How (not) to do public policy: Water charges and local property tax
MetadataShow full item record
This item's downloads: 248 (view details)
O’Leary, Jim. (2018). How (not) to do public policy: Water charges and local property tax. Galway: The Whitaker Institute, NUI Galway.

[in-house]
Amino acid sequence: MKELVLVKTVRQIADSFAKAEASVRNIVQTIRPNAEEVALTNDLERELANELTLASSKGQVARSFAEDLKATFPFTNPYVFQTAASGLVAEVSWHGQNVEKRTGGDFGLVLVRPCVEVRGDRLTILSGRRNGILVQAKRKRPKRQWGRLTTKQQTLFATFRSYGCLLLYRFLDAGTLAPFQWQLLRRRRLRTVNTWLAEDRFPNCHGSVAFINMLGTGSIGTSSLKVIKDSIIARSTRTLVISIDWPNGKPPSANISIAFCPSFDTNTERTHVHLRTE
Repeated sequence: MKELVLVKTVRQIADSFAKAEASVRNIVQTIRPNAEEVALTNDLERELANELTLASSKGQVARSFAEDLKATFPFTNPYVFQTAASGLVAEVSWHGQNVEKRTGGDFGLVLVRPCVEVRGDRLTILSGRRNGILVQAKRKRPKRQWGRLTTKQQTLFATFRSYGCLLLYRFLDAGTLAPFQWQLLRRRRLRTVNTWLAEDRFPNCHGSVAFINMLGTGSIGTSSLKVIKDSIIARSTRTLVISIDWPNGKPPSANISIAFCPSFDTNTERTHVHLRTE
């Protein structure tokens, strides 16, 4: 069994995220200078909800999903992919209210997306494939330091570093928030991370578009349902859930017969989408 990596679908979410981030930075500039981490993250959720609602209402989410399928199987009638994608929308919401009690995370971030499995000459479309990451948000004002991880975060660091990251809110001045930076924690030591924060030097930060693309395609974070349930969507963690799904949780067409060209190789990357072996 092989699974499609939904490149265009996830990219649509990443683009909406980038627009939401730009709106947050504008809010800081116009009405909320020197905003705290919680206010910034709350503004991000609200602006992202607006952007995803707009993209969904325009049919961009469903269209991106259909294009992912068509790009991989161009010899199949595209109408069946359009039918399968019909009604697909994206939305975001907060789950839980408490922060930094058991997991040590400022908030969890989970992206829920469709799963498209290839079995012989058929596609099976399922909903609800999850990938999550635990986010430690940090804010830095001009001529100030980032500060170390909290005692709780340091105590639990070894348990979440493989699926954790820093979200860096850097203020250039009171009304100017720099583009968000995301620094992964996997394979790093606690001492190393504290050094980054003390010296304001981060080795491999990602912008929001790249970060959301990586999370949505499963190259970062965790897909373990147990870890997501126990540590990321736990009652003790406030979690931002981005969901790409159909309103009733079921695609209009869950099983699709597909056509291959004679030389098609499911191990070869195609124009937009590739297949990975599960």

Two of the most contentious measures introduced as part of the severe fiscal consolidation necessitated by Ireland’s recent economic and financial crisis were the Local Property Tax and water charges. The two measures had an amount in common. Initially it was envisaged that each would raise of the order of €500m annually.1 They also shared a troubled history. Attempts to implement water charges in the 1990s had run into sufficiently strong opposition as to render them a no-go area for policy makers for the next decade or more. The fate of the modest and short-lived Residential Property Tax, abolished in 1997, had a similar inhibiting effect on policy in relation to the taxation of property. The crisis, in particular its catastrophic consequences for the public finances, meant that all bets were off. Revenue-raising measures previously deemed politically unacceptable were forcefully propelled onto the agenda. The first formal indication that government was proposing to reintroduce water charges and a new property tax came in the Fianna Fáil–Green Party Renewed Programme for Government in October 2009, a position that was re-affirmed 12 months later in the same government’s National Recovery Plan, and subsequently in the Programme for Government adopted by the new Fine Gael–Labour administration in March 2011. It is fair to say that at that stage there was no compelling reason to expect that one of these measures would be materially more unpopular or problematical than the other, yet it transpired that one was successfully implemented while the other was a failure, arguably on a scale comparable to the poll tax debacle in the UK in the 1980s